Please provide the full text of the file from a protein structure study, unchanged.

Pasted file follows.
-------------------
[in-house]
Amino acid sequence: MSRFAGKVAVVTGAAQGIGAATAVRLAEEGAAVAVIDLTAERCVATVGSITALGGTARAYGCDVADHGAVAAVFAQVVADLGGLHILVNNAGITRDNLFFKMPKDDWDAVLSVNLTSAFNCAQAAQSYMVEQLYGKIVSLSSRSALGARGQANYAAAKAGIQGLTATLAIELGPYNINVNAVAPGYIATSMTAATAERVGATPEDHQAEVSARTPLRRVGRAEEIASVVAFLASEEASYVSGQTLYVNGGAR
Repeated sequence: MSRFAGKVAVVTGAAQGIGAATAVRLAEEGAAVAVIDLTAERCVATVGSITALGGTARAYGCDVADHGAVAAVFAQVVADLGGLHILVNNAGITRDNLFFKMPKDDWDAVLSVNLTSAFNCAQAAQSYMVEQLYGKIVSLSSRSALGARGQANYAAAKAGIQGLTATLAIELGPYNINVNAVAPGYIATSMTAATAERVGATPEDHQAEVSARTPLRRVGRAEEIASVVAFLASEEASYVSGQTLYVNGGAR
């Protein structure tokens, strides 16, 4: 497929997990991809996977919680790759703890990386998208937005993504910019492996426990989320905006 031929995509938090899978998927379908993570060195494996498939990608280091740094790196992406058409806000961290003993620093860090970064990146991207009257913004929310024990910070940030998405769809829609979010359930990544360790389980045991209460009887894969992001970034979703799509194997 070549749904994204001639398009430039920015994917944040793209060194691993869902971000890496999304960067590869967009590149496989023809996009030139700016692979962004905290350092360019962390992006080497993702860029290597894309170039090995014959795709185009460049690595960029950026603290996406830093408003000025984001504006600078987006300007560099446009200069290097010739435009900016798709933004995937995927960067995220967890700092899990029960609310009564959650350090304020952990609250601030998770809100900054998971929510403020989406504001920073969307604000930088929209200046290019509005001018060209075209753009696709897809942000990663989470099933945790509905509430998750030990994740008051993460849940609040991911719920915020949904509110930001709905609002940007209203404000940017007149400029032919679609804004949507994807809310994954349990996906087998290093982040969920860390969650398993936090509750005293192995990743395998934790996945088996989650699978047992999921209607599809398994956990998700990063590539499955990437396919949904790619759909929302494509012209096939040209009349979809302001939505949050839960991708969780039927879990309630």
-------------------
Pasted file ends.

[in-house]
Amino acid sequence: MSRFAGKVAVVTGAAQGIGAATAVRLAEEGAAVAVIDLTAERCVATVGSITALGGTARAYGCDVADHGAVAAVFAQVVADLGGLHILVNNAGITRDNLFFKMPKDDWDAVLSVNLTSAFNCAQAAQSYMVEQLYGKIVSLSSRSALGARGQANYAAAKAGIQGLTATLAIELGPYNINVNAVAPGYIATSMTAATAERVGATPEDHQAEVSARTPLRRVGRAEEIASVVAFLASEEASYVSGQTLYVNGGAR
Repeated sequence: MSRFAGKVAVVTGAAQGIGAATAVRLAEEGAAVAVIDLTAERCVATVGSITALGGTARAYGCDVADHGAVAAVFAQVVADLGGLHILVNNAGITRDNLFFKMPKDDWDAVLSVNLTSAFNCAQAAQSYMVEQLYGKIVSLSSRSALGARGQANYAAAKAGIQGLTATLAIELGPYNINVNAVAPGYIATSMTAATAERVGATPEDHQAEVSARTPLRRVGRAEEIASVVAFLASEEASYVSGQTLYVNGGAR
């Protein structure tokens, strides 16, 4: 497929997990991809996977919680790759703890990386998208937005993504910019492996426990989320905006 031929995509938090899978998927379908993570060195494996498939990608280091740094790196992406058409806000961290003993620093860090970064990146991207009257913004929310024990910070940030998405769809829609979010359930990544360790389980045991209460009887894969992001970034979703799509194997 070549749904994204001639398009430039920015994917944040793209060194691993869902971000890496999304960067590869967009590149496989023809996009030139700016692979962004905290350092360019962390992006080497993702860029290597894309170039090995014959795709185009460049690595960029950026603290996406830093408003000025984001504006600078987006300007560099446009200069290097010739435009900016798709933004995937995927960067995220967890700092899990029960609310009564959650350090304020952990609250601030998770809100900054998971929510403020989406504001920073969307604000930088929209200046290019509005001018060209075209753009696709897809942000990663989470099933945790509905509430998750030990994740008051993460849940609040991911719920915020949904509110930001709905609002940007209203404000940017007149400029032919679609804004949507994807809310994954349990996906087998290093982040969920860390969650398993936090509750005293192995990743395998934790996945088996989650699978047992999921209607599809398994956990998700990063590539499955990437396919949904790619759909929302494509012209096939040209009349979809302001939505949050839960991708969780039927879990309630």